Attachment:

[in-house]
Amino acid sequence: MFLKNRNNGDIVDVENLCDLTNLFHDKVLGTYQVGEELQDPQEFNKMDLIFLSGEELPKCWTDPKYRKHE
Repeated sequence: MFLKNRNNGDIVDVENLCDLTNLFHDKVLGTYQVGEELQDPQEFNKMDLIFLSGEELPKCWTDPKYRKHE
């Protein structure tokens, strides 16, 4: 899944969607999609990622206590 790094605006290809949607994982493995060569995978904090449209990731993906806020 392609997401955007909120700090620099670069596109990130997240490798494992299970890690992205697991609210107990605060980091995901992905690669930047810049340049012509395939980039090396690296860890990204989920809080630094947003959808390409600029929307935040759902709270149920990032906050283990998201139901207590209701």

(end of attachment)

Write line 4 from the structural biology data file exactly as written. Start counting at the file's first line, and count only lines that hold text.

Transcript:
């Protein structure tokens, strides 16, 4: 899944969607999609990622206590 790094605006290809949607994982493995060569995978904090449209990731993906806020 392609997401955007909120700090620099670069596109990130997240490798494992299970890690992205697991609210107990605060980091995901992905690669930047810049340049012509395939980039090396690296860890990204989920809080630094947003959808390409600029929307935040759902709270149920990032906050283990998201139901207590209701």